Award-Winning Journalist Talks Smart Growth
BERLIN - The Worcester County Commissioners' vision of a rural county dotted with self-contained communities was reinforced at the Tuesday's smart growth presentation by Pulitzer prize winning journalist Tom Hylton.
'In a way, I'm kind of wondering why I'm down here because you're doing all the right things,' said Hylton.
Hylton described driving through Salisbury on Route 13, calling the area a 'junkscape.'
'When I crossed the border to Worcester County the clouds parted,' he joked.
Hylton spoke for over an hour Tuesday night at Stephen Decatur High School on how to prevent sprawl and create and maintain communities.
'This is all basically out of the county's new comprehensive plan,' said Sandy Coyman, director of Comprehensive Planning for Worcester County and one of the event's organizers.
The lecture series, which will continue April 4, will illuminate aspects of county planning for the public.
'It's to get the public familiar with what we're advocating,' said Worcester County Planning Commission Chair Carolyn Cummins. 'I hope the community comes out and sees us talking about what we're doing so they're not surprised when the new zoning code comes out.'
County Commissioner Judy Boggs said it's important for the public to understand the differences between reasoned planning and rushed planning.
'We want people to be aware there are things to keep the county rural and still have communities,' said Boggs. 'There is good planning and bad planning and we want to make sure we get it right the first time.'
Hylton asked, 'Does it make a difference how we arrange the things we build? There's growing recognition in this country that it does make a difference.'
Real communities are walkable and bikable, according to Hylton. Buildings sit close to the tree-lined street, on small lots, not separate and set back.
'For the last 50 years we've been moving out of our traditional centers,' Hylton said.
However, Hylton said people are beginning to understand that sprawl is not sustainable. There are physical and social effects, one of the most notable the slow erosion of community feeling.
Minorities and the poor are more isolated, air pollution takes its toll, and increased asphalt and impervious surfaces from sprawl make droughts and flooding worse, according to Hylton.
'A real community has a mixture of all races and all incomes,' said Hylton.
Real communities are also pedestrian friendly, not car-centric, Hylton said. They embrace trees and hide parking lots.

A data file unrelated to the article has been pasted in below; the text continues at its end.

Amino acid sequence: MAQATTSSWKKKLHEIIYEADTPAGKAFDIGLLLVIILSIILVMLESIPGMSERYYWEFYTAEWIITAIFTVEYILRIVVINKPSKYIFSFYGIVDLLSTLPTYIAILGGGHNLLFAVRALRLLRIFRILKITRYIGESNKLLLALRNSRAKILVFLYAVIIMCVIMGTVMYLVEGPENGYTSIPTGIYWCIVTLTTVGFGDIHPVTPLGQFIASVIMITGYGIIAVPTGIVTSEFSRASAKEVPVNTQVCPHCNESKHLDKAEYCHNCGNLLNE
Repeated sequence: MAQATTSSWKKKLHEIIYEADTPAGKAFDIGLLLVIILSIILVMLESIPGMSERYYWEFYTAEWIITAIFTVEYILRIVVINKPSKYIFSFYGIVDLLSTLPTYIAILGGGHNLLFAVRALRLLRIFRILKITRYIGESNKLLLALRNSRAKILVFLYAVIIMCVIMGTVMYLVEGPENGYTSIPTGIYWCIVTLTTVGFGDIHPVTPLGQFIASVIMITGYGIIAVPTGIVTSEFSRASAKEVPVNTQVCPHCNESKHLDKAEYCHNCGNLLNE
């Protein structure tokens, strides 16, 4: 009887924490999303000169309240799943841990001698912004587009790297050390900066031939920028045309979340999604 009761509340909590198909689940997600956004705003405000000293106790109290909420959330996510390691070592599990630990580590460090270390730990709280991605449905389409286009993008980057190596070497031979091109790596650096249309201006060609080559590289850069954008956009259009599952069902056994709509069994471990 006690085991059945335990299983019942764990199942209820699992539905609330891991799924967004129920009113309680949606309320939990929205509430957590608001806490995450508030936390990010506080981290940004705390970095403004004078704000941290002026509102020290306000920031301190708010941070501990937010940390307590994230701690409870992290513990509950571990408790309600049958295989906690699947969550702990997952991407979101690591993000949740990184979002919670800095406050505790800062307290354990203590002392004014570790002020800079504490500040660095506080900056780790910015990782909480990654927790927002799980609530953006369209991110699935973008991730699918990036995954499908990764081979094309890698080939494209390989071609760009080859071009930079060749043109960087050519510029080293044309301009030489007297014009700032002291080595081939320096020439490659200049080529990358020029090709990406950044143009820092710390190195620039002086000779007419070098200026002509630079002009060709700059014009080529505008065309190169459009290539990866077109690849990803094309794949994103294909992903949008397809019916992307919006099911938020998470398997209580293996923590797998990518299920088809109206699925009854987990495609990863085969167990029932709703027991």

'Beauty and order is vital to our well being,' Hylton said.
In over 20 years of newspaper reporting, Hylton said he saw that building real communities alleviated crime and stress.
This is not a pie in the sky vision, but one that can be created through zoning laws, mapping, and comprehensive plans, according to Hylton.
'Normally, zoning in this country does exactly the wrong thing. Zoning separates things,' said Hylton. 'You want zoning to bring things together so you can walk.'
Zoning, he said, should also govern aesthetics and can keep historic towns, like Berlin and Snow Hill, historic by making new construction look the part.
It is not just the code itself that needs to be changed, but the way the code is presented to the public.
'The average citizen should be able to read it and understand it,' he said.
Large street trees are also vital, Hylton believes. They should be planted every 30 feet along a street, and should populate parking lots to the tune of one for every two spaces.
'A parking lot is a very, very good thing to landscape because there are so many of them and they're very, very ugly,' Hylton said.
Developers need the help of clear illustrations of concepts and requirements, he said. His local planning commission can even call in design professionals, on an ad hoc basis, to help developers out, thanks to grant funds.
Redevelopment and infill construction are essential to Hylton's method.
'The last place you want to build anything is virgin land. In America it's the first place, but it should be the last place,' Hylton said.
Boggs believes in this approach.
'We want to retain our open spaces. We are a rural county. There is no reason that we can't,' said Boggs. 'We don't want the whole county to be developed and turned into sprawl.'
Joe Hill, a member of the Berlin planning commission, asked Hylton to comment on the impression he gets that people feel protecting downtown Berlin or Snow Hill is enough.
All areas count, said Hylton.
'We can choose to take the sprawl approach and make Worcester County just like any other place, or develop real communities that really work,' said Coyman.
Hylton said it's vital to remember what makes certain areas special.
'I think this is a guiding principle that will never let you down. What is it that makes you special?' Hylton said. 'You're a very desirable place to live and you can have high standards and you can enforce them.'
Boggs said Hylton's praise of the county's approach to development was encouraging.'He validated the direction in which we're going,' Boggs said. 'That was good to hear.'